Essay on the Ruling Powers of the King Over State in Ancient India

Upon what did this obedience to the king rest? We have seen that in most ancient times his powers were circumscribed. Though a human fertility ‘deity’, he was, in his political aspects, more of an expedient than a necessity, so long as the tribe had not acquired for itself dominion over strangers.

But that people by that time puzzled over the king’s powers is evident from the variety of explanations offered for their existence. According to Kautilya, when the king is making an ever-of-battle speech he should point out that he shares the fruits of the earth with his troops, and that he is, like them, a 1 employee. But did anyone really believe that the king was appointed by his subjects or that he owed any of his powers to an agreement with or between them?

The Mahabharata, rich in material on this subject, tells of a primeval king who took an oath to gods and sages that he would rule justly. But this was not a case of subjects electing their leader, nor of his making promises exclusively to them. What would be the outcome of a breach of such a promise is not hinted at. It is true that at the consecration of each king a suggestion appears that he should be acclaimed, but elements of free choice are missing.

The Vedic ratnins, who seem in very ancient times to have been kingmakers, may have had no more than symbolic or ritual functions, and in any case indicate the humble suites of kings of a period too remote to serve any purpose in the discussion.


Undoubtedly the ancient preference for prestige and natural leadership, when coupled with the later hereditary principle, must have en­abled the most worthy member of the royal stock to obtain the approval necessary for consecration, but an uneasy balance between the supreme power of the king and the goodwill of his most powerful supporters is visible in the torrents of advice poured on him by the sastras.

That a king secure on his throne bears divinely sanctioned powers is evident. Constant reiteration of the theory that the king is the subject’s servant, taking revenue as his wages, is coupled with the identifications with Indra of which we have made mention, and with the legendary origin of kingship from the in­tervention of the gods in a crisis.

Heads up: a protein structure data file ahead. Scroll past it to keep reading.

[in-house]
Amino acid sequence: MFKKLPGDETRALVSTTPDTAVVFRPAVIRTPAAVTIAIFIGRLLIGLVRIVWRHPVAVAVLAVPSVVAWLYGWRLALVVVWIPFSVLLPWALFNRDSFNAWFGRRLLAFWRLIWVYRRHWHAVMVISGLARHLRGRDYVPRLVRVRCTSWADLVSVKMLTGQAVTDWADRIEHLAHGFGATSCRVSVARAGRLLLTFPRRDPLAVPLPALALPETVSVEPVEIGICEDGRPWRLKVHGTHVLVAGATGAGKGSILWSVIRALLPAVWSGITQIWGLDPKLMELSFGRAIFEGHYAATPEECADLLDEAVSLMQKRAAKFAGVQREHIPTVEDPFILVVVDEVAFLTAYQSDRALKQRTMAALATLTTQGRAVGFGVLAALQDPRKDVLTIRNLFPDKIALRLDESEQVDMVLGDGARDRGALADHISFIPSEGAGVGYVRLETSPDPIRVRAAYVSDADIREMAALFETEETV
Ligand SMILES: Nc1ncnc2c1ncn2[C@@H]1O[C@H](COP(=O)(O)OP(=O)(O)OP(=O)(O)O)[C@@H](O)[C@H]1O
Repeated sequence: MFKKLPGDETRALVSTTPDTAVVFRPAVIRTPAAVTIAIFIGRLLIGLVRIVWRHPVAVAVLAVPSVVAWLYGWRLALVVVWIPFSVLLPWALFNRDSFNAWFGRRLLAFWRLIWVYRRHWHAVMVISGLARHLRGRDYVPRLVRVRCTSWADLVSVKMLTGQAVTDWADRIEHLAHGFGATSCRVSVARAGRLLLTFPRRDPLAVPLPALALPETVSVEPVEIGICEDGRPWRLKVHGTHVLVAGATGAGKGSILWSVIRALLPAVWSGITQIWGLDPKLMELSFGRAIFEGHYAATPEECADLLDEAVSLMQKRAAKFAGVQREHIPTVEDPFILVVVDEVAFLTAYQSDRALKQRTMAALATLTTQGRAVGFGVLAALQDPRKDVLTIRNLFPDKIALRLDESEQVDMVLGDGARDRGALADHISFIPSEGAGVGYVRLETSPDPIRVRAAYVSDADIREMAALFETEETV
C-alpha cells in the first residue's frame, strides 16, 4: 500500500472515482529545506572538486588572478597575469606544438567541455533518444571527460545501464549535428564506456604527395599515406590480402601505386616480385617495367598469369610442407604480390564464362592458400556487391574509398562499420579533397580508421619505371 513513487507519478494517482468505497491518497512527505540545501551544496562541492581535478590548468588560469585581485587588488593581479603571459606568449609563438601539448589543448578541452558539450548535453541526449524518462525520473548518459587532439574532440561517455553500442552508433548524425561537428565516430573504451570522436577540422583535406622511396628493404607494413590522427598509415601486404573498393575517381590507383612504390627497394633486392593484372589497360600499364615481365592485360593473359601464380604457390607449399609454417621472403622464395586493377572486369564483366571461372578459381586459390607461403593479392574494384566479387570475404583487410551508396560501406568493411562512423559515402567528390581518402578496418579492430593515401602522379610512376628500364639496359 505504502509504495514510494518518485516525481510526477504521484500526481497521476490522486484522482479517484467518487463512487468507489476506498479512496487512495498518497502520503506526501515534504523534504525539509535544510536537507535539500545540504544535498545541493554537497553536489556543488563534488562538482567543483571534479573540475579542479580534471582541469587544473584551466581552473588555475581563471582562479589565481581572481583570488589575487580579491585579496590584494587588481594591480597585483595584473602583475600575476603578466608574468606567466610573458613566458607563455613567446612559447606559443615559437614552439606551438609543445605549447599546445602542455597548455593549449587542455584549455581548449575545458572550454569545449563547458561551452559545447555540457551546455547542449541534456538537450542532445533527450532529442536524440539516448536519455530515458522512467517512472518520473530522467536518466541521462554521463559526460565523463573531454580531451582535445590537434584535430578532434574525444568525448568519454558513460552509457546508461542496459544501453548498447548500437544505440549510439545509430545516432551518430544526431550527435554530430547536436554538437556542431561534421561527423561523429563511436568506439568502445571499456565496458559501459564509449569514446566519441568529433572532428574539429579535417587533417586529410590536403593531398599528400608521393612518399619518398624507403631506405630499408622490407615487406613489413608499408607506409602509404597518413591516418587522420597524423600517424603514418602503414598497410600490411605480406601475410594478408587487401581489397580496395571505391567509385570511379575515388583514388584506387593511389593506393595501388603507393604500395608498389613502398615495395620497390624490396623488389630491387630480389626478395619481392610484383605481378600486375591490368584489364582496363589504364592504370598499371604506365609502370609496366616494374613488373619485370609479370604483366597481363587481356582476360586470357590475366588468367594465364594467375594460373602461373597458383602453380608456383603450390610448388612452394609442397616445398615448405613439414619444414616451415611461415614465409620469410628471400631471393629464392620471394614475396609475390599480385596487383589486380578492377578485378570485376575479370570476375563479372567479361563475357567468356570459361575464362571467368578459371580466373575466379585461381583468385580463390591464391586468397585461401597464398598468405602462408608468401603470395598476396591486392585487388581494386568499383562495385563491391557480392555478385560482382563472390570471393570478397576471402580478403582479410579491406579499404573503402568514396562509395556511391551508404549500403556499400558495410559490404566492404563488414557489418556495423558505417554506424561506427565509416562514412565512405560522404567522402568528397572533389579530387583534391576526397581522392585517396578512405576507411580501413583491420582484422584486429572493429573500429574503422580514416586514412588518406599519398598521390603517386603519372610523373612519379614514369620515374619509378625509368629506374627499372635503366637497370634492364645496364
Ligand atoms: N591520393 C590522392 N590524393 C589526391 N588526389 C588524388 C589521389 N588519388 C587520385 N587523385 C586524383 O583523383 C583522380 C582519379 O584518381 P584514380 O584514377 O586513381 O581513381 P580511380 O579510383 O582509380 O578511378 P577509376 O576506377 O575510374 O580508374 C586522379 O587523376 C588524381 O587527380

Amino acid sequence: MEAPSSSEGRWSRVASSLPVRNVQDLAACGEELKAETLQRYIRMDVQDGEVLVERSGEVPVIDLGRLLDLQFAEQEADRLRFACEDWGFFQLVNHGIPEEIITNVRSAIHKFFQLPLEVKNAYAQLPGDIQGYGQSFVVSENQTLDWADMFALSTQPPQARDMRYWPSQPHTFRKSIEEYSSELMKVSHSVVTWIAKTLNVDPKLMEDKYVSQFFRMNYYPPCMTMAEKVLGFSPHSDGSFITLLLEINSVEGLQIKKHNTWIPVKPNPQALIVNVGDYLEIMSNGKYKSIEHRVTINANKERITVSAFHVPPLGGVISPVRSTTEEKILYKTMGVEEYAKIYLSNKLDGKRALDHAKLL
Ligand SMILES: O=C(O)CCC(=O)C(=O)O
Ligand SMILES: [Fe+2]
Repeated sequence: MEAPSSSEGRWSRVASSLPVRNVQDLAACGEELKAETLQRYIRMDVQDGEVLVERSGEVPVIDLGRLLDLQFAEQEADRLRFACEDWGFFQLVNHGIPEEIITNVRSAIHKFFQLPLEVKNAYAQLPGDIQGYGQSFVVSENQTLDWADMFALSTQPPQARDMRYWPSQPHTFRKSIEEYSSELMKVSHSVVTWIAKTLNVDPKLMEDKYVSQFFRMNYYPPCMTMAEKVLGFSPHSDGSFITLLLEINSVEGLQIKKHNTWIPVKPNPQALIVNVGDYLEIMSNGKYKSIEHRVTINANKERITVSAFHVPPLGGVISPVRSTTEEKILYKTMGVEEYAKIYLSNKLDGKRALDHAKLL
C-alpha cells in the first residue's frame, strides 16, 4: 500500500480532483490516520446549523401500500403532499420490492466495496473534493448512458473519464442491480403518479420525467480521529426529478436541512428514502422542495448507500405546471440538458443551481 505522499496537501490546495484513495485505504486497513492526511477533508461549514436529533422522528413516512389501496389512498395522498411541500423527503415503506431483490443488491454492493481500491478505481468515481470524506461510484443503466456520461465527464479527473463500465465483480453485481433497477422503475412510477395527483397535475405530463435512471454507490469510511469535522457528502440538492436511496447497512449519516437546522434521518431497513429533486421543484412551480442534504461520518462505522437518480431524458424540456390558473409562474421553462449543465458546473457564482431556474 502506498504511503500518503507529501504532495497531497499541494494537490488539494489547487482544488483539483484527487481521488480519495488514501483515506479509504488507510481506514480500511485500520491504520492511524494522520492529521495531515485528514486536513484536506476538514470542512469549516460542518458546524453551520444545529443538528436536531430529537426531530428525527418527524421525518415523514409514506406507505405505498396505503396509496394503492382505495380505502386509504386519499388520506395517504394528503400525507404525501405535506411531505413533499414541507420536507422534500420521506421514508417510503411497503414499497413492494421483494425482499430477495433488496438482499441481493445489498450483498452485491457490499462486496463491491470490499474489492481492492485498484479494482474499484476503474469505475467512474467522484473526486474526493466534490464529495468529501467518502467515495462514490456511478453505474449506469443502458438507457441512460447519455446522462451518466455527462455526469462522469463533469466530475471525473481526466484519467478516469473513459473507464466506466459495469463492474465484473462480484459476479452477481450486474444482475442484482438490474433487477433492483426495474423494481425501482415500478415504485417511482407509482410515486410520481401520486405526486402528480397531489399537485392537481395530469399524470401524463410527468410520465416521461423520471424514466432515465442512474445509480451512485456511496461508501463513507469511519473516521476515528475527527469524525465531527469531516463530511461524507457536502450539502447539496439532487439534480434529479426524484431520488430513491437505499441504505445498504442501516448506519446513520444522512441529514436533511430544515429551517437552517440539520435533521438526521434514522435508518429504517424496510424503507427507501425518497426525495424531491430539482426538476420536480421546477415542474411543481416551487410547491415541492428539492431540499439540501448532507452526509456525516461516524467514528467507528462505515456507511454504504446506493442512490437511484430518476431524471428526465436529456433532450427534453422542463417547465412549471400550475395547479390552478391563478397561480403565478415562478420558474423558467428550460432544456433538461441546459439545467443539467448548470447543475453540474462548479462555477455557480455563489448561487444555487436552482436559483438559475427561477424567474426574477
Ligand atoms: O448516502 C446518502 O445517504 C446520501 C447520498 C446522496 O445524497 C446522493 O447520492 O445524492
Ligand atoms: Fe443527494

Prithu is said to have been created king by the gods, upon complaints by the sages, and he took an oath only to the gods. The people, in another legend, making compacts with each other, ask the god

The Word of a King « Victory Assembly of God

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Brahma to supply them with a king both these theories are found in the Mahabharata. True, in Buddhist writings we have reference to the mythical king Mahasammata, whose very name suggests compact, who, in keeping with the then fashion to place kshatriyas above Brahmans, was appointed by consent of a public whose growing lawlessness required the Kshatriya Varna for their protection.

But there is no suggestion, even in the Buddhist tradition, that the king’s duties are fixed, by the public, that it can interfere with his day- to-day business, or that any part of the public, such as the nobles, has a right to preferential treatment from him. The amalgamation of the ideas that a king ‘must ‘please’ (ranjayati), and that his function exists by divine provision, ideas hardly reconcilable, shows that the themes were available for use as occasion demanded.